is a Hindu festival, which falls on the second day of the festival of Diwali
Kali means Dark (evil) and Chaudas - Fourteenth. Thus, celebrated on the 14th day of the dark half of Āshwin month, Kali Chaudas is the day allotted to the worship of Maha-Kali or Shakti and is believed that on this day Kali killed the wickedest. Also referred to as Narak-Chaturdashi, Kali Chaudas is day to abolish laziness and evil which create hell in our life and shine light on life. The strength to protect others is referred as Kali, and if its used for God's work is called Mahakali.
The poojan is performed with oil, flowers, Chanda and Hinduism. Coconuts are also offered to Hanumanji and prashad of Sesame seed, Brigadoon and rice with ghee and sugar.
The rituals of Kali Choudas is strongly suggestive of the origin of Deepavaali as a harvest festival is performed. On this day delicacies are prepared from pounded semi-cooked rice (called Poha or Pova). This rice is taken from the fresh harvest available at that time. This custom is prevalent both in rural and urban areas especially in Western India.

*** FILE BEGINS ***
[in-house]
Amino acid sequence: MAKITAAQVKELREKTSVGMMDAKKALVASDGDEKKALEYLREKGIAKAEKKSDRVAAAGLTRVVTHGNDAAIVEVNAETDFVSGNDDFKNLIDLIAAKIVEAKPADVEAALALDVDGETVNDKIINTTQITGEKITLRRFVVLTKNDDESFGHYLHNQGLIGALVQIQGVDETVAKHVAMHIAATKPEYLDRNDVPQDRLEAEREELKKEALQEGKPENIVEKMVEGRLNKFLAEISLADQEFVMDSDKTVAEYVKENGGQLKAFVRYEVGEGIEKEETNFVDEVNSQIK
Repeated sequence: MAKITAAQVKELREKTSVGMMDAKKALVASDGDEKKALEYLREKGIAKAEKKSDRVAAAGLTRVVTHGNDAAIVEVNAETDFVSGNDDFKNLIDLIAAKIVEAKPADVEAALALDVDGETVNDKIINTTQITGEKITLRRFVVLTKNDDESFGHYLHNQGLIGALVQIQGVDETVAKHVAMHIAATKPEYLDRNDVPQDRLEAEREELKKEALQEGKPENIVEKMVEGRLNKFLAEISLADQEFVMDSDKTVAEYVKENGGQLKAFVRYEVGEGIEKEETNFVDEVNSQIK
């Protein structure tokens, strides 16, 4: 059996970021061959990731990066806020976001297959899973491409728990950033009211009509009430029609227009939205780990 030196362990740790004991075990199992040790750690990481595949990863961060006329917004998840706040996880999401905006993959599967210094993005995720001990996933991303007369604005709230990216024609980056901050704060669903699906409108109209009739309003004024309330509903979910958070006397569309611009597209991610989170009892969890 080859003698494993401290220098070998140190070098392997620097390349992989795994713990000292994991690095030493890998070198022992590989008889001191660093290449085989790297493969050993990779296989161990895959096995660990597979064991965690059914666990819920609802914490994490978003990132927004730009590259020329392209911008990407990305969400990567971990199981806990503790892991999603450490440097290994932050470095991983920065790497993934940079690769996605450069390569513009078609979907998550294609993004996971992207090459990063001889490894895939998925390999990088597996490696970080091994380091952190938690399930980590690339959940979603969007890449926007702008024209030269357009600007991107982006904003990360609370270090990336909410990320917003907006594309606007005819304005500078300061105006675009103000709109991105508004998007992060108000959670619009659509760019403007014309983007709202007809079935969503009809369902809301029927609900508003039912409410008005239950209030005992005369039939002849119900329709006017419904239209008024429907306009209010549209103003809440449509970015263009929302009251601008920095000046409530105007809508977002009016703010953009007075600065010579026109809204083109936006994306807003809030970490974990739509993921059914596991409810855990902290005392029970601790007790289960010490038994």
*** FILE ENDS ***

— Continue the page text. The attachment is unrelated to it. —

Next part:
On this day, a head wash and application of kajal in the eyes is believed to keep away the kali nazar (evil eye). Some say that those who are into tantra, learn their 'mantras' on this day. Alternatively, people offer Nived (food) to the goddess that is local to where they are originally from. This goddess is called their 'Kul Devi', in order to cast off evil spirits. Some families... Read More